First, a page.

Saving the world's coastal waters

Ken Sherman flew to Beijing last month expecting to see environmental officials from 60 countries make final plans to spend $250 million cleaning up the Mediterranean Sea, $650 million on coastal waters in Southeast Asia and $100 million on waters off Africa.

Then the environmental ministers surprised him by announcing plans to spend another billion dollars to reduce pollution and improve fishing in the coastal waters of China.

"That was quite remarkable," Sherman exclaimed.

The same could be said for the way things have been going lately for the indefatigable senior scientist from Rhode Island.

When ministers from three South African countries — Namibia, Angola and South Africa — agreed two months ago to work together to manage the highly productive coastline they share on the Atlantic Ocean, Ken Sherman was there for the unforgettable ceremony. It took place in front of the glass wall of a giant aquarium. Divers jumped in amid sharks and unveiled a celebratory banner.

A few weeks later, environment ministers from 16 nations in West Africa signed a similar, historic agreement. Sherman rushed from a meeting in the Netherlands to attend. One of the governments, Ghana, named a conference hall after him in gratitude.

If Sherman beams with extra pride these days, it's because he and a neighbor created the concept of managing large bodies of coastal waters nearly 25 years ago over cocktails. Their idea was to use sound science to understand and better manage coastal ocean waters that produce most of the world's fish while surrounded by most of the world's pollution.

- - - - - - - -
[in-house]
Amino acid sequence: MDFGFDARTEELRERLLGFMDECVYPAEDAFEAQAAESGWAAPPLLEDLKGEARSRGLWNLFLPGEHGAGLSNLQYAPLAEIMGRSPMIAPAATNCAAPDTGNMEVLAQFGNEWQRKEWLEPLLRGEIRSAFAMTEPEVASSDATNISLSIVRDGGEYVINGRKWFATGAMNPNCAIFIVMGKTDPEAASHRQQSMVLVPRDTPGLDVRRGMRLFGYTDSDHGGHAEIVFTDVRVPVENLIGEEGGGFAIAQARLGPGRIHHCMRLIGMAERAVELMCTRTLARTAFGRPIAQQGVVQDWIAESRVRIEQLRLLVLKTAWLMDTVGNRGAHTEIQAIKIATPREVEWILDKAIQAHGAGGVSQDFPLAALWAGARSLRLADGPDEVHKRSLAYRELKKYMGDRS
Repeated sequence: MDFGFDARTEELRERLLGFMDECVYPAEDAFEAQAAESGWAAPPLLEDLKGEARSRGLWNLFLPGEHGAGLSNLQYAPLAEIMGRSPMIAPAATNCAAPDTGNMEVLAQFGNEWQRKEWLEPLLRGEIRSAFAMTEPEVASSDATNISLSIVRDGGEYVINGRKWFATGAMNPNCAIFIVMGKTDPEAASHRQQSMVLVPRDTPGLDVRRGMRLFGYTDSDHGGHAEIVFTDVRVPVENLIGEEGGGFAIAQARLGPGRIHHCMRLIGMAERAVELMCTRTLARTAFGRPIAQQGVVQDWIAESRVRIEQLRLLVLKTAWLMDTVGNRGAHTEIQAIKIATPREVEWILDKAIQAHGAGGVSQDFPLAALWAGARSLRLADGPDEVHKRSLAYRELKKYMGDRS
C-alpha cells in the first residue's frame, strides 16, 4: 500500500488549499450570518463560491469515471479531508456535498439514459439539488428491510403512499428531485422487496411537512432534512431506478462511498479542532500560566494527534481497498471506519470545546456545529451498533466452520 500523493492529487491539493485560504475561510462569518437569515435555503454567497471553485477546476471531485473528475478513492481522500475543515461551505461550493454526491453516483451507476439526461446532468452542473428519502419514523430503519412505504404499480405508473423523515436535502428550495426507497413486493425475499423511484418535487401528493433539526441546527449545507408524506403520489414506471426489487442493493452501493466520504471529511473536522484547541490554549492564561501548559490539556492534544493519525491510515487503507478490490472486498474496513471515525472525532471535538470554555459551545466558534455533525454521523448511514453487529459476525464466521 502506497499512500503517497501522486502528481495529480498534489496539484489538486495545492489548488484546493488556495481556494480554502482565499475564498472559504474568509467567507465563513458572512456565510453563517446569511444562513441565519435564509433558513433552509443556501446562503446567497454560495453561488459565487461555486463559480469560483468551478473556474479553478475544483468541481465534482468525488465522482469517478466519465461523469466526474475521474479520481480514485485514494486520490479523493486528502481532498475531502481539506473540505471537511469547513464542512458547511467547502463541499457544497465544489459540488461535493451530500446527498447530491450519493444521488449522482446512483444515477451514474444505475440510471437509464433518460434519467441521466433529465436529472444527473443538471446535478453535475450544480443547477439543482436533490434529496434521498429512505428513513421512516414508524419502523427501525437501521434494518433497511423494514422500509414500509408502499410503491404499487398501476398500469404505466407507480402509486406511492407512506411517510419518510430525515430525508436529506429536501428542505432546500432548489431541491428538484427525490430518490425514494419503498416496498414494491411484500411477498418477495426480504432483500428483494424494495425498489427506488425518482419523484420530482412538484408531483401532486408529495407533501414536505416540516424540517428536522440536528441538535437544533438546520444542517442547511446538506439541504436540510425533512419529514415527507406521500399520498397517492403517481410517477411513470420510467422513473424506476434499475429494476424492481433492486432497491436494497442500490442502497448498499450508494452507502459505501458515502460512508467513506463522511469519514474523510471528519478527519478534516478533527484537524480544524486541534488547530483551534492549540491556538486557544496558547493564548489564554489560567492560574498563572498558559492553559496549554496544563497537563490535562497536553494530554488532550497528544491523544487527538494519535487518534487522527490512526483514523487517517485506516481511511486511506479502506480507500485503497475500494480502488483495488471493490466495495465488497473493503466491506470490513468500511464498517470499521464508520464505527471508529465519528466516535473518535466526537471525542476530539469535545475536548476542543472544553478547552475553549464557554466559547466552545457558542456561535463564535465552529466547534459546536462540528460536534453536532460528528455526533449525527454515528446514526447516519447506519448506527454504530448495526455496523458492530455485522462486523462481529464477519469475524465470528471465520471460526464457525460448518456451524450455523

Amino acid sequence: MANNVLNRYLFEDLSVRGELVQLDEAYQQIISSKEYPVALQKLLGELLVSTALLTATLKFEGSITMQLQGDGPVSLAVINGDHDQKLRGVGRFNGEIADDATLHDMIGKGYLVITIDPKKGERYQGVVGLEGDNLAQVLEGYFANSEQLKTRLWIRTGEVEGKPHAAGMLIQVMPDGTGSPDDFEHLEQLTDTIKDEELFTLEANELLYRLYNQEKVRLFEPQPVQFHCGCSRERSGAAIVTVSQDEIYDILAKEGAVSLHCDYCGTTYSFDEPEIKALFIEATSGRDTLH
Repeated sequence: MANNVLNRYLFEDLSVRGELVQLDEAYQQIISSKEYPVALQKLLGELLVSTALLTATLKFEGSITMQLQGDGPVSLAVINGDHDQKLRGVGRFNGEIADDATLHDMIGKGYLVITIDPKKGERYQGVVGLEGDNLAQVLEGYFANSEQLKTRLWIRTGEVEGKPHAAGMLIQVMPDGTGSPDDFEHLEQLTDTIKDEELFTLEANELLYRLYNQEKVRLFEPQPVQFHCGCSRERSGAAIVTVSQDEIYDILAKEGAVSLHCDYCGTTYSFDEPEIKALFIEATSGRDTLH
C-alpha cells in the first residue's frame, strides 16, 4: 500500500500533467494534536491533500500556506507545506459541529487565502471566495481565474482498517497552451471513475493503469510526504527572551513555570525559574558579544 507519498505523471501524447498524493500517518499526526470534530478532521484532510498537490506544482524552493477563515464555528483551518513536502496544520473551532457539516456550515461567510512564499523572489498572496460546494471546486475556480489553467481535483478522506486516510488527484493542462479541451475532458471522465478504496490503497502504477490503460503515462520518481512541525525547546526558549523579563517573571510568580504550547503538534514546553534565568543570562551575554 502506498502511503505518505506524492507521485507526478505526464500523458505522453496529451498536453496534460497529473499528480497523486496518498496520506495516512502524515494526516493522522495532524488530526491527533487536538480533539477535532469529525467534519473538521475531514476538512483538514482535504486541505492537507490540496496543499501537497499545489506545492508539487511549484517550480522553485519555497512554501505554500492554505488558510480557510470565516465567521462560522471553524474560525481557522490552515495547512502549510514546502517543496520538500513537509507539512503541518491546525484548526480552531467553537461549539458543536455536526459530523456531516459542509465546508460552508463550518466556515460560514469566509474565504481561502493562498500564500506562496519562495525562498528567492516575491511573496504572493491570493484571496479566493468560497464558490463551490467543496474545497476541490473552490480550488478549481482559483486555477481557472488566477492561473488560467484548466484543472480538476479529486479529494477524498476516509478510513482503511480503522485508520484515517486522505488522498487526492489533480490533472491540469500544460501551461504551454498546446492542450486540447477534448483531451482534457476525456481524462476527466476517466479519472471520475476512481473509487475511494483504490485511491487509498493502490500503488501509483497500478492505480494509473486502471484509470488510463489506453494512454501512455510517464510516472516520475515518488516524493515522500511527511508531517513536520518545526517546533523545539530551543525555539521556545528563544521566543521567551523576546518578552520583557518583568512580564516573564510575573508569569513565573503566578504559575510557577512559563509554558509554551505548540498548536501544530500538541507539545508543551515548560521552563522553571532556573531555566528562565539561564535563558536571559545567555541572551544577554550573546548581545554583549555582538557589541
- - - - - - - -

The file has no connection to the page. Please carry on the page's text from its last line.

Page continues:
And now those concepts are taking off around the world.

After years of organizing conferences, writing books and science papers, and socializing with scientists around the globe, they have seen the concepts backed first by the U.S. government, then the World Bank, and now the United Nations and more than 126 countries with expenditures approaching $3 billion.

"Things are really starting to happen now," Sherman said during one of his brief interludes in his office at the National Oceanic and Atmospheric Administration laboratory overlooking Narragansett Bay. And when he talks about the dollars being spent on these new programs, he is even more amazed. "It doesn't sound real when I say it."

It's far too early to declare victory. In fact, a recent report in the journal Science warned that if the world continues its present pace, marine ecosystems will unravel and there will be a "global collapse" of all species currently fished, possibly by 2050.

But the concepts created by a handful of Rhode Island scientists do provide an opportunity and a framework for saving the oceans. Twenty-five years ago, Sherman was raking his leaves when Lewis Alexander, his longtime neighbor, stopped by to tease him. Alexander was a University of Rhode Island geographer who frequently worked for the State Department to settle international boundary disputes.

"He was telling me how to rake the leaves, and I told him to come over later for a drink," recalls Sherman.

That's when they fell into the conversation that could change the fate of the world's oceans.

"I asked him if it made sense to manage regions of the ocean on an ecological basis rather than political," Sherman said. At the time, countries were focusing on managing their own coastal waters, often one species at a time, with too little information about the effects from pollution, or over fishing, or activities in neighboring countries.